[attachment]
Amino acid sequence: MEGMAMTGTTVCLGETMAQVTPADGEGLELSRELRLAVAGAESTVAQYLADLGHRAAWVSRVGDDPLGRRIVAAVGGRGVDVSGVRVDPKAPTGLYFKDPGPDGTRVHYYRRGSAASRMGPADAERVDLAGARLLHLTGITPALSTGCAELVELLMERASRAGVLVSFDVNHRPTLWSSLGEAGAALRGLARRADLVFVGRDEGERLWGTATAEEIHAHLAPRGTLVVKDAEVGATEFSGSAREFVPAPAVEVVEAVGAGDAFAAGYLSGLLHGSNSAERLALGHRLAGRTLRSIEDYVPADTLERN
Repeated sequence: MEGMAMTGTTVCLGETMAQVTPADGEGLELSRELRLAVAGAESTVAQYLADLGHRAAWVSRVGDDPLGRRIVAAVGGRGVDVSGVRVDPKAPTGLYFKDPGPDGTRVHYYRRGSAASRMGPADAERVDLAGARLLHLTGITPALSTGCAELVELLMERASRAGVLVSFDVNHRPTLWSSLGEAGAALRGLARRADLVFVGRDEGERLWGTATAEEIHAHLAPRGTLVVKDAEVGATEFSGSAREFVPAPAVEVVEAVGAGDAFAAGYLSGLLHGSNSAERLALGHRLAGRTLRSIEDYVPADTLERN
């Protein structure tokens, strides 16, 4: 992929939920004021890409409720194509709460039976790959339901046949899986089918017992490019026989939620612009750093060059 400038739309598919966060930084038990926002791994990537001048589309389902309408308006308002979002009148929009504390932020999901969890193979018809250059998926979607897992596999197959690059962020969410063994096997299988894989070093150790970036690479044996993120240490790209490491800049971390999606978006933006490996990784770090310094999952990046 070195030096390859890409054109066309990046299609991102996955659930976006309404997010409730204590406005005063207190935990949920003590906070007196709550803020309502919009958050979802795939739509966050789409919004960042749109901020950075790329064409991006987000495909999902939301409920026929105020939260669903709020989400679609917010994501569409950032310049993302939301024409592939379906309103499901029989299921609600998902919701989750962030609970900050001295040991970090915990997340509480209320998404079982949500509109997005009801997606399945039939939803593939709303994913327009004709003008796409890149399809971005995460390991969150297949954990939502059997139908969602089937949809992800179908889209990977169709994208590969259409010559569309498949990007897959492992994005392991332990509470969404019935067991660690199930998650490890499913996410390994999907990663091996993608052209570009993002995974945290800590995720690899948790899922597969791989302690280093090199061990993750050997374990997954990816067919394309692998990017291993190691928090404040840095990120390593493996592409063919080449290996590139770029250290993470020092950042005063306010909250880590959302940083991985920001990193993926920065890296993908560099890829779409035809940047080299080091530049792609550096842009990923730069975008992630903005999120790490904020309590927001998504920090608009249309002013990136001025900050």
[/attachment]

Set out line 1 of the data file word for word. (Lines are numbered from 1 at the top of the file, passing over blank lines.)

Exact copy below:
Amino acid sequence: MEGMAMTGTTVCLGETMAQVTPADGEGLELSRELRLAVAGAESTVAQYLADLGHRAAWVSRVGDDPLGRRIVAAVGGRGVDVSGVRVDPKAPTGLYFKDPGPDGTRVHYYRRGSAASRMGPADAERVDLAGARLLHLTGITPALSTGCAELVELLMERASRAGVLVSFDVNHRPTLWSSLGEAGAALRGLARRADLVFVGRDEGERLWGTATAEEIHAHLAPRGTLVVKDAEVGATEFSGSAREFVPAPAVEVVEAVGAGDAFAAGYLSGLLHGSNSAERLALGHRLAGRTLRSIEDYVPADTLERN